In 2019 I wrote this post:
If you are a skimmer (like me) you will miss the point of the post. But I think it’s one of the more important messages I can share.
My post starts out talking about poetry, and how poetry is just different. Some poems rhyme, some don’t.
Some careers go as planned and some don’t. I think one of the most important ideas is that if your career hasn’t gone as planned, you are not a failure. I think it’s easy to feel like a failure, comparing where you are at with where you thought you would be. But every different job, career, role, salary, etc. is just a stepping stone. As long as you are still stepping, there is still more of your career future to write. In my post I wrote:
I had planned my career decades ago. It was going to be linear, structured, predictable, safe, and go according to plan.
Now that I’m 45 I look back and my career has been none of that. It has been squiggly, random, back-tracked a few times, holding my breath many times, and just not really sure of anything.
But somehow, someway, it all worked out.
I’m a planner. I respect planners. But I’m here to tell you that what you should plan for is change. Plan for flexibility. Plan for Plan B and Plan C and Plan Z. Plan to trust others, and be let down. Plan to go all-in and have it all fall apart. Plan to be out of work for months, maybe years. Plan to adapt.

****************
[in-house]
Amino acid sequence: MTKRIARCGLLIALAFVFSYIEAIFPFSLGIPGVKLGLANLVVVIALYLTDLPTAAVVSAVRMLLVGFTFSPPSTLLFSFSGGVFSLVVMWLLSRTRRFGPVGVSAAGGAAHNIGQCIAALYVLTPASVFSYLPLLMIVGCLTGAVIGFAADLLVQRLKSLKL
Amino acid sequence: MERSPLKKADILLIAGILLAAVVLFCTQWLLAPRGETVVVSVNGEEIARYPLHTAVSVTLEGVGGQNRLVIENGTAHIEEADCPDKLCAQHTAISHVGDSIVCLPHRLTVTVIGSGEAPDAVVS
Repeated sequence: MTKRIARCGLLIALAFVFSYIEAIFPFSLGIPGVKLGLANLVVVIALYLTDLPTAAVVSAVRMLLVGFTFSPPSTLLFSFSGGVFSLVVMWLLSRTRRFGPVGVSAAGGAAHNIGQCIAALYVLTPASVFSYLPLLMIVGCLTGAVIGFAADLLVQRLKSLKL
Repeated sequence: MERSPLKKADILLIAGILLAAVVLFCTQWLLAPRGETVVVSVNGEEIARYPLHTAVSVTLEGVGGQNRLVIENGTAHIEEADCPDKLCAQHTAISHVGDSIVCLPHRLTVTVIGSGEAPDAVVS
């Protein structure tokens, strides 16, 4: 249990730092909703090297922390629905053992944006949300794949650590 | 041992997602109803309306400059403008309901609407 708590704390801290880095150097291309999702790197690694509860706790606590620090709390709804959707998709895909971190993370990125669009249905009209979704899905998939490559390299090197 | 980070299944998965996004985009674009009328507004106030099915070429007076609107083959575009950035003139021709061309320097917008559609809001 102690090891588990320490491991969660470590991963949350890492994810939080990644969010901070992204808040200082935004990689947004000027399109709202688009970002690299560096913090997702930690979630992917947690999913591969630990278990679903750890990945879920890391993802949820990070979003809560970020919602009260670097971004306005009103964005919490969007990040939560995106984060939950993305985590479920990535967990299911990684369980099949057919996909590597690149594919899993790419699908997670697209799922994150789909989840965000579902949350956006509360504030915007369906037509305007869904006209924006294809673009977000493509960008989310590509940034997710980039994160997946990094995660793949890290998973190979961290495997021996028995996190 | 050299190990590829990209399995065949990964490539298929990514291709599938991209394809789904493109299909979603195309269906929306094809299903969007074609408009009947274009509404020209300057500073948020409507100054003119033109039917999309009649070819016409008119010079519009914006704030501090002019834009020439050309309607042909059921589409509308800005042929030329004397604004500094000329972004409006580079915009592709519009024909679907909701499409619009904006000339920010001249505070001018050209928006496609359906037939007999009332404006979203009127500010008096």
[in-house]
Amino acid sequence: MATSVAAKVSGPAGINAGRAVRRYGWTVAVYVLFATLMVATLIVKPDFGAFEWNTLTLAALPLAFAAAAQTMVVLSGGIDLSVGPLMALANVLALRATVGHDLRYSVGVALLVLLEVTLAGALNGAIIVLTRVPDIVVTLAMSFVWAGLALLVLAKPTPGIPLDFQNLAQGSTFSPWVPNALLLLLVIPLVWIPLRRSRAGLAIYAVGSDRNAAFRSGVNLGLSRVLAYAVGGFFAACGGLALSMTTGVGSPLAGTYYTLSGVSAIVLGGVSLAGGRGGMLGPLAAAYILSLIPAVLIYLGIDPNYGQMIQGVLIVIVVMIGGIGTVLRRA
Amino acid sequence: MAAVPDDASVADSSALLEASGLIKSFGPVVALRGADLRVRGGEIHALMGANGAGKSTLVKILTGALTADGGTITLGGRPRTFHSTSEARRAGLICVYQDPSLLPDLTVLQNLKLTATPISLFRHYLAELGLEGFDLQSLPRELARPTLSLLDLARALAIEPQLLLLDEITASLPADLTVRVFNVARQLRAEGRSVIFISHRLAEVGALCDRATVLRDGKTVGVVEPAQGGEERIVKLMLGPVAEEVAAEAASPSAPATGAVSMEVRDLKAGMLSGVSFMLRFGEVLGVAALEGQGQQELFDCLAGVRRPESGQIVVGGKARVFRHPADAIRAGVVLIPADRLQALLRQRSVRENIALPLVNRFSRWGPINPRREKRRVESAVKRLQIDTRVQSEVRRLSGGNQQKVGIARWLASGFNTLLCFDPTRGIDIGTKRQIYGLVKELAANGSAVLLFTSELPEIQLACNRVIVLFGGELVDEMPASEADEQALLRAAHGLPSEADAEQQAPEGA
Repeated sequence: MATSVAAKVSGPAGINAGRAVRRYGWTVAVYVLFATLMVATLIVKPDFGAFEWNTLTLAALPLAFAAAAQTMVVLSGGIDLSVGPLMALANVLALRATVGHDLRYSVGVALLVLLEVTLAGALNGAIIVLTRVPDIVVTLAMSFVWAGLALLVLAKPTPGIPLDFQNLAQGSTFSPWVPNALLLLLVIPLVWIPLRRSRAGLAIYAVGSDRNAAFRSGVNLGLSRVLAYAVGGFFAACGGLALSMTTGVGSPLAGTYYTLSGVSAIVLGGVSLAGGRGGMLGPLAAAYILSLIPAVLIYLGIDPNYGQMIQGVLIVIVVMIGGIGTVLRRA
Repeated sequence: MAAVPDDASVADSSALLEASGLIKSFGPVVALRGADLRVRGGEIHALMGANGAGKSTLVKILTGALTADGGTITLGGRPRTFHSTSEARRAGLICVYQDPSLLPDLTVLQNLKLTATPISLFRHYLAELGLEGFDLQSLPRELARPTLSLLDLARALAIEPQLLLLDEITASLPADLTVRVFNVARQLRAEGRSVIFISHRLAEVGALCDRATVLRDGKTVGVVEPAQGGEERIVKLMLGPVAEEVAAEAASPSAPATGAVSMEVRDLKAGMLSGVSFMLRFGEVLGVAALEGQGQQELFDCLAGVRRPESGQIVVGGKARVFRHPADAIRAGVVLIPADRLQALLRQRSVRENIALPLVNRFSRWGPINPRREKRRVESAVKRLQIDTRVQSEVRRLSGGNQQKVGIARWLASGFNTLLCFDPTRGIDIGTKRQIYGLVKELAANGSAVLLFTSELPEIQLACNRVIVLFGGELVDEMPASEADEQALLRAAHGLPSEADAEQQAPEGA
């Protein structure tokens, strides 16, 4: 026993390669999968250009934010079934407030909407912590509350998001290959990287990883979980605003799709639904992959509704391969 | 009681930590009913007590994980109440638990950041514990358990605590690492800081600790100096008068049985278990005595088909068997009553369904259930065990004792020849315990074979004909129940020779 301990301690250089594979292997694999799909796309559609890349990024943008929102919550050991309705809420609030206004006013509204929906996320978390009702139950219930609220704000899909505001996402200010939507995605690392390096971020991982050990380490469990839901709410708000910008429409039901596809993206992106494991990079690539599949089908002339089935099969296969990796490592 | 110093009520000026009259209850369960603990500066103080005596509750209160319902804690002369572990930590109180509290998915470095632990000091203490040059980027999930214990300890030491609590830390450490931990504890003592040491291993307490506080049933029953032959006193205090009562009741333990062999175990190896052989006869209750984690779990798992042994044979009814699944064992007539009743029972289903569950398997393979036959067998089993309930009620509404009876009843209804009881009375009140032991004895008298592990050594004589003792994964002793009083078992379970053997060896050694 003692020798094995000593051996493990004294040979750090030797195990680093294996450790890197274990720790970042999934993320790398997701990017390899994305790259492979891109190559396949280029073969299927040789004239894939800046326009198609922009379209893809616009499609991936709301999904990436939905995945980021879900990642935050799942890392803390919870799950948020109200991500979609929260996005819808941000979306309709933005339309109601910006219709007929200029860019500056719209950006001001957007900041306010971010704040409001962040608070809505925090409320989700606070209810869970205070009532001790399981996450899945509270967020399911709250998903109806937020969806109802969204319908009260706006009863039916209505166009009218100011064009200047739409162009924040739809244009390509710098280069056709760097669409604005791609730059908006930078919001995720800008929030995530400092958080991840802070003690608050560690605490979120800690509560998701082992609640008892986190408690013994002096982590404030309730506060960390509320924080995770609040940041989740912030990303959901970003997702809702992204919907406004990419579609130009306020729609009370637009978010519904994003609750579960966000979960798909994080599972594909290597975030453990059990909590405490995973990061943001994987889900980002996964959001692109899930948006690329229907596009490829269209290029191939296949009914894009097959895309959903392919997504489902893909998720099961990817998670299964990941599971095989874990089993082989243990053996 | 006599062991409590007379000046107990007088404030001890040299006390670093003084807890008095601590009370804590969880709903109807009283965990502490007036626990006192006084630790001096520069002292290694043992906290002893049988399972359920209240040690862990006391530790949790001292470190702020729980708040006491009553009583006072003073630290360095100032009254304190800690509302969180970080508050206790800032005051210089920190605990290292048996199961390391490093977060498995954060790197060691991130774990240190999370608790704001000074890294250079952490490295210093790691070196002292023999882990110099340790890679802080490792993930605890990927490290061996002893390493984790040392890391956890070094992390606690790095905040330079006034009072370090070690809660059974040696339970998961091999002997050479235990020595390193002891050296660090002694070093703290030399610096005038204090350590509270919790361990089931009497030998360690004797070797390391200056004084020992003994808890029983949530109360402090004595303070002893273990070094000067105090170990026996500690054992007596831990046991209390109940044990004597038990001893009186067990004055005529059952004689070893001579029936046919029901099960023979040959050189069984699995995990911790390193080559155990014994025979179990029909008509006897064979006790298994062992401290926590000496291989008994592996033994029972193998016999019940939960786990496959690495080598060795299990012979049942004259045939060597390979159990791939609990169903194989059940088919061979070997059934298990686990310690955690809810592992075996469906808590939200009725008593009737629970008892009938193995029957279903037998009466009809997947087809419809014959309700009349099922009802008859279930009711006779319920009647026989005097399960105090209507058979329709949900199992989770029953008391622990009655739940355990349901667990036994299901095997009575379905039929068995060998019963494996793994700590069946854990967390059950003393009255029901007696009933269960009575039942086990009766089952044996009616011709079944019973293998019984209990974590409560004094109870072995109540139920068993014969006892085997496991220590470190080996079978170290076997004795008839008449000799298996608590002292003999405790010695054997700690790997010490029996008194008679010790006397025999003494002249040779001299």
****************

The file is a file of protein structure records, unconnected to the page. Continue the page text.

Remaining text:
Your career plan will look a lot more like a Haiku than a roses-are-red. If what you are looking at is unconventional, untraditional, then how would you plan and prepare for that?
Learn. Learn new stuff. Excel at what you do.
Embrace change. Love change. Be excellent at change.
Find opportunities. Sniff them out and act on them.
Be a student of careers and income streams.
Be financially savvy, and don’t limit your options because you overspend and are over-leveraged.
Some poems don’t rhyme, and it’s okay. They can still be beautiful.
Some careers don’t go as planned, and it’s okay. You can still enjoy the ride, and have an awesome ending.
Comparing to others can be destructive. Comparing to what your 12 year old self thought you were going to be when you grow up can be destructive. I invite you to enjoy your journey, and keep working on your journey. And in the end you might wind up with something that wasn’t linear, or didn’t rhyme, but it will have been your journey.
Find joy, happiness and satisfaction along the way or you might be disappointed when you get to your destination.